From: TheSnail
Date: 16 Dec 14 - 02:08 PM

Your getting very grumpy, Musket. Retirement not suiting you?


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Subject: RE: BS: Well, I'm not a scientist...
From: Stu
Date: 16 Dec 14 - 02:55 PM

I wouldn't use the term "scientific concept" when discussing my research with my supervisor. Some of the others listed earlier certainly, but probably not that term and would avoid it when writing too. But then that's just me. To my mind, it seems a fuzzy way of saying something that could be defined more clearly. Perhaps that's why it's there, not to frighten people off with technical terms.


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Subject: RE: BS: Well, I'm not a scientist...
From: TheSnail
Date: 16 Dec 14 - 03:12 PM

Stu
To my mind, it seems a fuzzy way of saying something that could be defined more clearly.

Excellent! Would you care to do so?


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Subject: RE: BS: Well, I'm not a scientist...
From: Stu
Date: 16 Dec 14 - 05:06 PM

I did earlier. Hypothesis, theory and the scientific philosophy that forms the backbone of any given piece of research.


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Subject: RE: BS: Well, I'm not a scientist...
From: Ebbie
Date: 16 Dec 14 - 05:44 PM

Amazing. pete from *******, thy style changeth again. At 1:15 it appears that Guestfs IS your ghostwriter after all. :)

***********************

Concerning the current subject I doubt this belongs here but I'm wondering whether my brother's experience in raising rabbit has any significance.

Through crossbreeding he came up with a coloration and conformation that he called 'Golden Rabbits'. The rabbits were born with golden/yellow colors counterpointed with white collars and feet.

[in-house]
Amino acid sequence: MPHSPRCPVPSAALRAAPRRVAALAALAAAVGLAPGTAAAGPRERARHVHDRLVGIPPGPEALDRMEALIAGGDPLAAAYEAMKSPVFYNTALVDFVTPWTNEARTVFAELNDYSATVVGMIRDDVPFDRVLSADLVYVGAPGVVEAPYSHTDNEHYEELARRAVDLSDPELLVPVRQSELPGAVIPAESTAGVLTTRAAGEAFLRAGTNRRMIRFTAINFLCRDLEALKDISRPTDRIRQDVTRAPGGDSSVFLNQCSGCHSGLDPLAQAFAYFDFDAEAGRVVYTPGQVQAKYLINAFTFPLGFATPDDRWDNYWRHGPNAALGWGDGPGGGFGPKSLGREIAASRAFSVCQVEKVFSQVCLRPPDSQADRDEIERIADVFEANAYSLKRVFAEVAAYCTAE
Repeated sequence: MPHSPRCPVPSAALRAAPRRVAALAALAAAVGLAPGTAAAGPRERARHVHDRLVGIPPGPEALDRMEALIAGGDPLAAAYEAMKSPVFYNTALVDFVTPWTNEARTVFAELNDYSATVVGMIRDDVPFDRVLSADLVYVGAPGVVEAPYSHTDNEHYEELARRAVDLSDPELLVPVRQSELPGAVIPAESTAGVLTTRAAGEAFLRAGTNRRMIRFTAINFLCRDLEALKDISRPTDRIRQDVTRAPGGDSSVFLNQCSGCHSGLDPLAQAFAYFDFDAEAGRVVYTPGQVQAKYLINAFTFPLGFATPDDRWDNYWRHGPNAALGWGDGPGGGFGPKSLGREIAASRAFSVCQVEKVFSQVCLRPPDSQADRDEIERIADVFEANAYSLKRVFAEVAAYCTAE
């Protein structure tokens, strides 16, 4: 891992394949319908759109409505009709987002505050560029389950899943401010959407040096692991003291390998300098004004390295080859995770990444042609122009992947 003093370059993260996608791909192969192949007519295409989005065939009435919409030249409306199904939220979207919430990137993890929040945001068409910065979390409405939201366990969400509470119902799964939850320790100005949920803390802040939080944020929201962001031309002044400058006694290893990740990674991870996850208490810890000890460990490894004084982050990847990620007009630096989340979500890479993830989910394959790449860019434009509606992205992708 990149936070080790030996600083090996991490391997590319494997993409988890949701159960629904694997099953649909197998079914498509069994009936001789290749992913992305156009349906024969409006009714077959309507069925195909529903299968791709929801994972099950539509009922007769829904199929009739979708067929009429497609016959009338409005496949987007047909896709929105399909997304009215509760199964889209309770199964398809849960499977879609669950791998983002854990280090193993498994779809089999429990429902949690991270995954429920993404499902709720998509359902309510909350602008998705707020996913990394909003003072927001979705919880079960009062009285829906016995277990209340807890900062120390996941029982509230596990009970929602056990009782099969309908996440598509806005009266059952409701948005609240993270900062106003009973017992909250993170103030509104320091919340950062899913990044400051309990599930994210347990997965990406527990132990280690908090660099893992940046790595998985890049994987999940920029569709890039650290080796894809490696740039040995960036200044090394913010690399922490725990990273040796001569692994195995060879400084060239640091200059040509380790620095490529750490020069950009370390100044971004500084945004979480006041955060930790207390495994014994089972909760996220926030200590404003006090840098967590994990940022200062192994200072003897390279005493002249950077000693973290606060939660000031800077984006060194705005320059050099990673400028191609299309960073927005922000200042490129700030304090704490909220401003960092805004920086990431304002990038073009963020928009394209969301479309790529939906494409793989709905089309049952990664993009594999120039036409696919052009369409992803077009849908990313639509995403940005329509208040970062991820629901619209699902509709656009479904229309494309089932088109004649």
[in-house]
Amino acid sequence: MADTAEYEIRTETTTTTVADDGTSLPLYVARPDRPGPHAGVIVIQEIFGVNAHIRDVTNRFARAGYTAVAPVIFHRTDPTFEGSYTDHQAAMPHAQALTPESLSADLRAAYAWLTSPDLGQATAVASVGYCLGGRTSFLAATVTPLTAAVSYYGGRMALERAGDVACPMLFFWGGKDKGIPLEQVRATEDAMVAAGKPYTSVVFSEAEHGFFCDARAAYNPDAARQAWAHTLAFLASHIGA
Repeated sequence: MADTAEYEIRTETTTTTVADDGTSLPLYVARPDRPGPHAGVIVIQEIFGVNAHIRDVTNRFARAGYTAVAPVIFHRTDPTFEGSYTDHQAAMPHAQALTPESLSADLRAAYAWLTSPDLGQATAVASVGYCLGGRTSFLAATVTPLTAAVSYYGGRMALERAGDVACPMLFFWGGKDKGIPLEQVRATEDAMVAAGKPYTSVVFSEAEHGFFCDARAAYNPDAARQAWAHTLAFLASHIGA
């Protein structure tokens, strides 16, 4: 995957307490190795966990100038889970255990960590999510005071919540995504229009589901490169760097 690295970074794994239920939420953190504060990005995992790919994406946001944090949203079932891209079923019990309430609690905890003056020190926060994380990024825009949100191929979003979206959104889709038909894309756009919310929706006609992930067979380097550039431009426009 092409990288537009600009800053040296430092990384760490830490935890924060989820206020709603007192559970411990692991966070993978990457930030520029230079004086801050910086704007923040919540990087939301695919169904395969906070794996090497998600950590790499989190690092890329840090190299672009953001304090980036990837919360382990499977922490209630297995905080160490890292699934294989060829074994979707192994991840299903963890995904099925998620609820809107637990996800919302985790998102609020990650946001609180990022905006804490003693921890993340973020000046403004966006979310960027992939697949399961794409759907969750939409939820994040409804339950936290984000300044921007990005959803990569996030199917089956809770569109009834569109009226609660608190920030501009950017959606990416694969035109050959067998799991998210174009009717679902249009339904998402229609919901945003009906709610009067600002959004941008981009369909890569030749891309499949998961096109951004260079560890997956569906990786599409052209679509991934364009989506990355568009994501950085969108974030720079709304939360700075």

He said it took him seven generations to stablilise the breed so that they bred true. Is that speciation?


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Subject: RE: BS: Well, I'm not a scientist...
From: Musket
Date: 16 Dec 14 - 05:55 PM

That's it. Get rid of my posts to make me look a thick twat.

I can do that without the help of a thick yank thanks.


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Subject: RE: BS: Well, I'm not a scientist...
From: Stu
Date: 16 Dec 14 - 05:58 PM

It's not speciation. What your brother did was selectively breed rabbits with the alleles that caused their colouration. It's a bit like people with the same hair colour producing offspring with the same colour hair; they can still breed with people with different hair colours.

In fact, there are varying definitions of species. From a palaeontological research point of view, when looking at the characters of an animal you ignore the species altogether; each specimen is treated individually and relationships established from character matrices. When this is finalised then you can look at species.


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Subject: RE: BS: Well, I'm not a scientist...
From: GUEST,Shimrod
Date: 16 Dec 14 - 06:25 PM

" Ancient people were not thick, ..."

I never said that they were! Where did I say that?

" ... it is not only so called rednecks that believe creation, ..."